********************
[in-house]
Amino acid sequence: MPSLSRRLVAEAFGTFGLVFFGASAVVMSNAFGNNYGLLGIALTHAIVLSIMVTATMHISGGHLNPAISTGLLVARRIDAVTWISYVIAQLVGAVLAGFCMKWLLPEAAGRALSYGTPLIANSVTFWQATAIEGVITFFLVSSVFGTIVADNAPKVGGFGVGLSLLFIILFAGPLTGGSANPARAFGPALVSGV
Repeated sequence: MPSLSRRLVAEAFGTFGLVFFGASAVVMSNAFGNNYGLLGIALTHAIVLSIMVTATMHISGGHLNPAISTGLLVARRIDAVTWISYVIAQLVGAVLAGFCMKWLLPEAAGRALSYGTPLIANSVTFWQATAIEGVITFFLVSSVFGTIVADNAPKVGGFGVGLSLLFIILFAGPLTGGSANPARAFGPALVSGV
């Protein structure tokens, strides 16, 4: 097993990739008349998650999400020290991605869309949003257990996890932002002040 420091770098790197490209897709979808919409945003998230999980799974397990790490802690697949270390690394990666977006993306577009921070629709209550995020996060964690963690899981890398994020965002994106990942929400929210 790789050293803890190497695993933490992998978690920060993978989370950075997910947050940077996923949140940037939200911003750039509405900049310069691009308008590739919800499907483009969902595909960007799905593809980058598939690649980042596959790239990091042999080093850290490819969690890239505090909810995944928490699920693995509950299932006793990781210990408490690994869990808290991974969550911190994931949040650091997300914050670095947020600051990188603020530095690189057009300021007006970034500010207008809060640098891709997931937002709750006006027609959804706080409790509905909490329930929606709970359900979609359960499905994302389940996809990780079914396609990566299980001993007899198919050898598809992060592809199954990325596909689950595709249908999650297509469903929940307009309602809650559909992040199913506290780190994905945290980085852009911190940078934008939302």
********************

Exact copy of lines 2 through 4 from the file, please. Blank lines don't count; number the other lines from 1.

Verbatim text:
Amino acid sequence: MPSLSRRLVAEAFGTFGLVFFGASAVVMSNAFGNNYGLLGIALTHAIVLSIMVTATMHISGGHLNPAISTGLLVARRIDAVTWISYVIAQLVGAVLAGFCMKWLLPEAAGRALSYGTPLIANSVTFWQATAIEGVITFFLVSSVFGTIVADNAPKVGGFGVGLSLLFIILFAGPLTGGSANPARAFGPALVSGV
Repeated sequence: MPSLSRRLVAEAFGTFGLVFFGASAVVMSNAFGNNYGLLGIALTHAIVLSIMVTATMHISGGHLNPAISTGLLVARRIDAVTWISYVIAQLVGAVLAGFCMKWLLPEAAGRALSYGTPLIANSVTFWQATAIEGVITFFLVSSVFGTIVADNAPKVGGFGVGLSLLFIILFAGPLTGGSANPARAFGPALVSGV
């Protein structure tokens, strides 16, 4: 097993990739008349998650999400020290991605869309949003257990996890932002002040 420091770098790197490209897709979808919409945003998230999980799974397990790490802690697949270390690394990666977006993306577009921070629709209550995020996060964690963690899981890398994020965002994106990942929400929210 790789050293803890190497695993933490992998978690920060993978989370950075997910947050940077996923949140940037939200911003750039509405900049310069691009308008590739919800499907483009969902595909960007799905593809980058598939690649980042596959790239990091042999080093850290490819969690890239505090909810995944928490699920693995509950299932006793990781210990408490690994869990808290991974969550911190994931949040650091997300914050670095947020600051990188603020530095690189057009300021007006970034500010207008809060640098891709997931937002709750006006027609959804706080409790509905909490329930929606709970359900979609359960499905994302389940996809990780079914396609990566299980001993007899198919050898598809992060592809199954990325596909689950595709249908999650297509469903929940307009309602809650559909992040199913506290780190994905945290980085852009911190940078934008939302």